Africa’s biggest digital skillsinitiative is now underway. SAP Africa Code Week (ACW) officially launched its sixth editionon Monday October 5th with an all-new virtual format and a host of exciting new developments.
Speaking at a virtual event to mark World Teacher’s Day and launch this year’s SAP AfricaCode Week, UNESCO Deputy Director-General Xing Qu said this year’s ACW takes placein the unprecedented context of the COVID-19 pandemic. “As distance learning became thenorm for most students, this shift has taught us that digital skills are essential. And yet fewerthan 30% of people worldwide master basic ICT skills, and only 3% of adults inmiddle-income countries have coding skills.”
Women also continue to be excluded, continued Mr Xing Qu, as “women and girls are 25percent less likely than men to know how to use digital technology for basic purposes,according to UNESCO’s flagship publicationI’d Blush if I Could. We all know digital skills areno longer an option – they are a necessity. While COVID-19 is creating challenges, it is alsooffering opportunities. Due to the pandemic, this year’s ACW is taking place entirely onlineand, as a result, is covering all 54 countries on the African continent.”
Virtual Training and a Challenge to Hone Skills and Drive Change
Launched September 1st in partnership with SAP, UNESCO YouthMobile and Irish Aid, the AfriCANCode Challenge is a coding competition for students aged 8 to 16 currently taking place across the continent. Invited to compete individually or in teams, young participants(a.k.a. ‘Courageous Coders’) are on a mission to imagine the future of education with aScratch game and 2-minute video explaining why their code should win. Fostering a widerange of essential skills from problem-solving and coding all the way to teamwork and
communications, the challenge will see the top 3 winners from each participating countrycompete at the pan-African level. Final results will be announced later this year.
A 2016 study found that nearly 69 million new teachers are needed by 2030: they areindispensable in the fight for quality education for all and the fulfillment of the UNSustainable Development Goal (SDG) 4 on ensuring inclusive and equitable qualityeducation and promoting lifelong learning opportunities for all, as well as SDG 5 onachieving gender equality and empowering all women and girls. But the COVID-19
pandemic has severely disrupted schooling across the continent, with an estimated 250million primary and secondary school children in Africa not attending school and a prevailingshortage of teachers hampering efforts at providing every child with primary and secondaryschool education.
In response to this, ACW partners have refocused efforts towards virtual capacity building.The ACW TeacherTraining season kicked off on September 21, with hundreds of virtualtraining sessions taking place all over the continent thanks to the hard work of public, privateand nonprofit partners supporting the initiative in every participating country.
Virtual Learning to Support Capacity Building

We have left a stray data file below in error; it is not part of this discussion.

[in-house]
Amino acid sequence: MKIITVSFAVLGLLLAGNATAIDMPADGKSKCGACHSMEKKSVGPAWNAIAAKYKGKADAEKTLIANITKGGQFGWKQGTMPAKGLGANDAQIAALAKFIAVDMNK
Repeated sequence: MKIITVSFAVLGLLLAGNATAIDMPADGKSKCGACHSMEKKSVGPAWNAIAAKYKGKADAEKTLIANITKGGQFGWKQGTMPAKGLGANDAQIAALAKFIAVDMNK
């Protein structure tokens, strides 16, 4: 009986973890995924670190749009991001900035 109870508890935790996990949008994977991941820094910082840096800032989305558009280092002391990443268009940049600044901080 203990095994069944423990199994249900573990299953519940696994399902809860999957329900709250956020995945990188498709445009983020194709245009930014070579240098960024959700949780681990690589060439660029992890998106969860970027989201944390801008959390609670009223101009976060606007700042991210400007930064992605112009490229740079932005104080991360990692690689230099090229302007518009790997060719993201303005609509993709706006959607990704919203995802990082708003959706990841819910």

Two-thirds of Africa’s population is expected to make use of a smartphone by 2025, and84% of the population – more than one billion people – will access a SIM connection by thesame year.On a mission to facilitate learning and teaching beyond classroom walls, the new ACW App
is the other major development brought by this 6th edition and being launched today. Available in English, French, Portuguese and Arabic, it allows students and teachers toaccess dedicated resources anytime, anywhere from their Android device.
“Over the past five years, Africa Code Week has grown into a trusted repository of free andopen-source resources that support both students and their teachers on their digitalempowerment journey,” said Claire Gillissen-Duval, Director of EMEA Corporate SocialResponsibility and Co-founder of Africa Code Week at SAP. “With the growing access tomobile technology across the continent and the increasing prevalence of online learning, webelieve the time is now to facilitate access to quality educational content with a mobile app,”said Gillissen-Duval.
According to Albert Nsengiyumva, Executive Secretary of the Association for theDevelopment of Education in Africa (ADEA) and official ACW Patron there is need for aconsolidated effort from the public and private sectors as well as civil society to close thedigital gender gap. “We need to jointly provide affordable access to digital tools and removebarriers to women and girls’ full participation in the digital economy. We are seeing greatinnovation in the use of technology driven by women. We have made a good start, but we
now need a consolidated effort to ensure this progress can continue and sustain over time.”
In 2019, ACW empowered 3.85 million youth with basic coding skills, with femaleparticipation standing at 47%. In addition, more than 39,000 teachers were mobilized acrossthe continent.
Cathy Smith, Managing Director at SAP Africa, said: “Teaching young kids to code is a giftthat will endure for decades to come. It is critically important that we take advantage of ourmost precious resource, our youth. If we harness this resource by empowering it with digital skills, Africa will go from strength in 2020 and beyond.”
For more information about Africa Code Week, please visit www.africacodeweek.org or to
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